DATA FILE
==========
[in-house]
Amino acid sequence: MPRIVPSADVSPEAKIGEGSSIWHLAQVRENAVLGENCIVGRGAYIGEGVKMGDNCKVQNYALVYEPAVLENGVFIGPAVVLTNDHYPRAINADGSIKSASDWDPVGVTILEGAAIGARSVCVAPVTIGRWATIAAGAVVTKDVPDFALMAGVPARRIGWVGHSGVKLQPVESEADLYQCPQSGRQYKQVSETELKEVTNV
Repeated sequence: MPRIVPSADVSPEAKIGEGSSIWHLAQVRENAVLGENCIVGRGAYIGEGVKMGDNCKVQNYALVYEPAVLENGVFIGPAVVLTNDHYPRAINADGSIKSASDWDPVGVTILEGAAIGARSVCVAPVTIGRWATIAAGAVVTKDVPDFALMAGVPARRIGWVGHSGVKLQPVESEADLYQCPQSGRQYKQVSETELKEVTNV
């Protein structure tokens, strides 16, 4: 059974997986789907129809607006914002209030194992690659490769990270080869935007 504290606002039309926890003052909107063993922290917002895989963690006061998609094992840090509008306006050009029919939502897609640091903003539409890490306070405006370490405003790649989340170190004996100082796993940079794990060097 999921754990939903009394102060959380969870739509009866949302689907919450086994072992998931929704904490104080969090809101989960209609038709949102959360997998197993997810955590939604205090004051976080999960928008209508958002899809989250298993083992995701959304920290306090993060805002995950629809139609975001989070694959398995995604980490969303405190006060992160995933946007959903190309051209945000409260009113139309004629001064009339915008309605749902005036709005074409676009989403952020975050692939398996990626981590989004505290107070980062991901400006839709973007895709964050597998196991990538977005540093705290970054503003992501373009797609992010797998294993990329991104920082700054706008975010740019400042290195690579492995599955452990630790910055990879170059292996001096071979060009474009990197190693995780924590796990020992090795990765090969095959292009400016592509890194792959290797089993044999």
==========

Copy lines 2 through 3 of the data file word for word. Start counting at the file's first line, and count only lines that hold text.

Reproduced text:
Amino acid sequence: MPRIVPSADVSPEAKIGEGSSIWHLAQVRENAVLGENCIVGRGAYIGEGVKMGDNCKVQNYALVYEPAVLENGVFIGPAVVLTNDHYPRAINADGSIKSASDWDPVGVTILEGAAIGARSVCVAPVTIGRWATIAAGAVVTKDVPDFALMAGVPARRIGWVGHSGVKLQPVESEADLYQCPQSGRQYKQVSETELKEVTNV
Repeated sequence: MPRIVPSADVSPEAKIGEGSSIWHLAQVRENAVLGENCIVGRGAYIGEGVKMGDNCKVQNYALVYEPAVLENGVFIGPAVVLTNDHYPRAINADGSIKSASDWDPVGVTILEGAAIGARSVCVAPVTIGRWATIAAGAVVTKDVPDFALMAGVPARRIGWVGHSGVKLQPVESEADLYQCPQSGRQYKQVSETELKEVTNV